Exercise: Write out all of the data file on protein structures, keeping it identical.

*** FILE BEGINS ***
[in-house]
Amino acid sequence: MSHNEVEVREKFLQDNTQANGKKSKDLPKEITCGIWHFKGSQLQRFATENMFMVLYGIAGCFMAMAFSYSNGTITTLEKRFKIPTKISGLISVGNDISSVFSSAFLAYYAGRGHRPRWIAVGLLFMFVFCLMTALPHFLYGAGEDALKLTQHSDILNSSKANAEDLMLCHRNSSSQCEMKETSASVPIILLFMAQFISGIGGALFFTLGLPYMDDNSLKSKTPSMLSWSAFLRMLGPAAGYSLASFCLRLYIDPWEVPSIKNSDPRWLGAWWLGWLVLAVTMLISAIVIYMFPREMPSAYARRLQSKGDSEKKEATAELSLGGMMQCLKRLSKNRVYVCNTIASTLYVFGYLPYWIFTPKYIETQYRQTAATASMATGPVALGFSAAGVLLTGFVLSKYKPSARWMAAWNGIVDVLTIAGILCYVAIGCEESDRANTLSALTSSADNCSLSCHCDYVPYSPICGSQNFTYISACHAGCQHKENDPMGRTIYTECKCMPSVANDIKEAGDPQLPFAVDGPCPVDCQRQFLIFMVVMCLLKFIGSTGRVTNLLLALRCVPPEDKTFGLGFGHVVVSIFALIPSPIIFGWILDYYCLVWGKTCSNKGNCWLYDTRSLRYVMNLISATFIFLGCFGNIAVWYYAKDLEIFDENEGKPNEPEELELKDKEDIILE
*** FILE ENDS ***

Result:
[in-house]
Amino acid sequence: MSHNEVEVREKFLQDNTQANGKKSKDLPKEITCGIWHFKGSQLQRFATENMFMVLYGIAGCFMAMAFSYSNGTITTLEKRFKIPTKISGLISVGNDISSVFSSAFLAYYAGRGHRPRWIAVGLLFMFVFCLMTALPHFLYGAGEDALKLTQHSDILNSSKANAEDLMLCHRNSSSQCEMKETSASVPIILLFMAQFISGIGGALFFTLGLPYMDDNSLKSKTPSMLSWSAFLRMLGPAAGYSLASFCLRLYIDPWEVPSIKNSDPRWLGAWWLGWLVLAVTMLISAIVIYMFPREMPSAYARRLQSKGDSEKKEATAELSLGGMMQCLKRLSKNRVYVCNTIASTLYVFGYLPYWIFTPKYIETQYRQTAATASMATGPVALGFSAAGVLLTGFVLSKYKPSARWMAAWNGIVDVLTIAGILCYVAIGCEESDRANTLSALTSSADNCSLSCHCDYVPYSPICGSQNFTYISACHAGCQHKENDPMGRTIYTECKCMPSVANDIKEAGDPQLPFAVDGPCPVDCQRQFLIFMVVMCLLKFIGSTGRVTNLLLALRCVPPEDKTFGLGFGHVVVSIFALIPSPIIFGWILDYYCLVWGKTCSNKGNCWLYDTRSLRYVMNLISATFIFLGCFGNIAVWYYAKDLEIFDENEGKPNEPEELELKDKEDIILE